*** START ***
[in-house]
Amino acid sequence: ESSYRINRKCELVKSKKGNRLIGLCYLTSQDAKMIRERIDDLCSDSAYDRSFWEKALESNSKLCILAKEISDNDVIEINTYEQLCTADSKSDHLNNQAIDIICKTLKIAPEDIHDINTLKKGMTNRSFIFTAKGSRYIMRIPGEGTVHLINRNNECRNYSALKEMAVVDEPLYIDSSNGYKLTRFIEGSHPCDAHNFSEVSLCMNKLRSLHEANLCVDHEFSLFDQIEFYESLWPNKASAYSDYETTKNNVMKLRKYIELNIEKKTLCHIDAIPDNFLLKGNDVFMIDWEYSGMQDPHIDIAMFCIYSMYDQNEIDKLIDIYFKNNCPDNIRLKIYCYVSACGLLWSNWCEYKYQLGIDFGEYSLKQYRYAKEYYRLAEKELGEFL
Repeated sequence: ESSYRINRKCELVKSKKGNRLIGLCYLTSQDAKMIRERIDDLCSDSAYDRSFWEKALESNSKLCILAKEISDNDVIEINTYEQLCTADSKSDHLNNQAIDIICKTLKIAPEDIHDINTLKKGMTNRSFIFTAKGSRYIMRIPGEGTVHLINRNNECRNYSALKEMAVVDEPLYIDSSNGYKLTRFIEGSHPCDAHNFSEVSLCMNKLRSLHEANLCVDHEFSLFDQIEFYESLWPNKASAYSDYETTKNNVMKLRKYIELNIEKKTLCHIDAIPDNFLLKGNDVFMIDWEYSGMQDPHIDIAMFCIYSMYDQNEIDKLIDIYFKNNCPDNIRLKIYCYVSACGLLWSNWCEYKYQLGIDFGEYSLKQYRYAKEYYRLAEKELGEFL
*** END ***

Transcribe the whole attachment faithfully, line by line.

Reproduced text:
[in-house]
Amino acid sequence: ESSYRINRKCELVKSKKGNRLIGLCYLTSQDAKMIRERIDDLCSDSAYDRSFWEKALESNSKLCILAKEISDNDVIEINTYEQLCTADSKSDHLNNQAIDIICKTLKIAPEDIHDINTLKKGMTNRSFIFTAKGSRYIMRIPGEGTVHLINRNNECRNYSALKEMAVVDEPLYIDSSNGYKLTRFIEGSHPCDAHNFSEVSLCMNKLRSLHEANLCVDHEFSLFDQIEFYESLWPNKASAYSDYETTKNNVMKLRKYIELNIEKKTLCHIDAIPDNFLLKGNDVFMIDWEYSGMQDPHIDIAMFCIYSMYDQNEIDKLIDIYFKNNCPDNIRLKIYCYVSACGLLWSNWCEYKYQLGIDFGEYSLKQYRYAKEYYRLAEKELGEFL
Repeated sequence: ESSYRINRKCELVKSKKGNRLIGLCYLTSQDAKMIRERIDDLCSDSAYDRSFWEKALESNSKLCILAKEISDNDVIEINTYEQLCTADSKSDHLNNQAIDIICKTLKIAPEDIHDINTLKKGMTNRSFIFTAKGSRYIMRIPGEGTVHLINRNNECRNYSALKEMAVVDEPLYIDSSNGYKLTRFIEGSHPCDAHNFSEVSLCMNKLRSLHEANLCVDHEFSLFDQIEFYESLWPNKASAYSDYETTKNNVMKLRKYIELNIEKKTLCHIDAIPDNFLLKGNDVFMIDWEYSGMQDPHIDIAMFCIYSMYDQNEIDKLIDIYFKNNCPDNIRLKIYCYVSACGLLWSNWCEYKYQLGIDFGEYSLKQYRYAKEYYRLAEKELGEFL